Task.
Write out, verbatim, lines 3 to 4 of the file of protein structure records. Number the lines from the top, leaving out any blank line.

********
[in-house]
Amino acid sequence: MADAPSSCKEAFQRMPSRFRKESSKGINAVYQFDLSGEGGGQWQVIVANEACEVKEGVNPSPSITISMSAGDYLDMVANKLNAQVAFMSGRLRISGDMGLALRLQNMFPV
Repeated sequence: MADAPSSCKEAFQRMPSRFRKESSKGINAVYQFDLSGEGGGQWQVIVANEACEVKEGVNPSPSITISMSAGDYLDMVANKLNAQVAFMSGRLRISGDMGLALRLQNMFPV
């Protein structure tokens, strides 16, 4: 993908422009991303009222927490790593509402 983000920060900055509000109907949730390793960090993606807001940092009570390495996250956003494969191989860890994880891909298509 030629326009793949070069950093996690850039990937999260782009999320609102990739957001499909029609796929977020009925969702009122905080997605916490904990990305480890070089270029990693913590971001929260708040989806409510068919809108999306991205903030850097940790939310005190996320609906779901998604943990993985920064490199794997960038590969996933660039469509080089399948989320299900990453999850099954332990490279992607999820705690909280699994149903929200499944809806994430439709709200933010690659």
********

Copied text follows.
Repeated sequence: MADAPSSCKEAFQRMPSRFRKESSKGINAVYQFDLSGEGGGQWQVIVANEACEVKEGVNPSPSITISMSAGDYLDMVANKLNAQVAFMSGRLRISGDMGLALRLQNMFPV
């Protein structure tokens, strides 16, 4: 993908422009991303009222927490790593509402 983000920060900055509000109907949730390793960090993606807001940092009570390495996250956003494969191989860890994880891909298509 030629326009793949070069950093996690850039990937999260782009999320609102990739957001499909029609796929977020009925969702009122905080997605916490904990990305480890070089270029990693913590971001929260708040989806409510068919809108999306991205903030850097940790939310005190996320609906779901998604943990993985920064490199794997960038590969996933660039469509080089399948989320299900990453999850099954332990490279992607999820705690909280699994149903929200499944809806994430439709709200933010690659």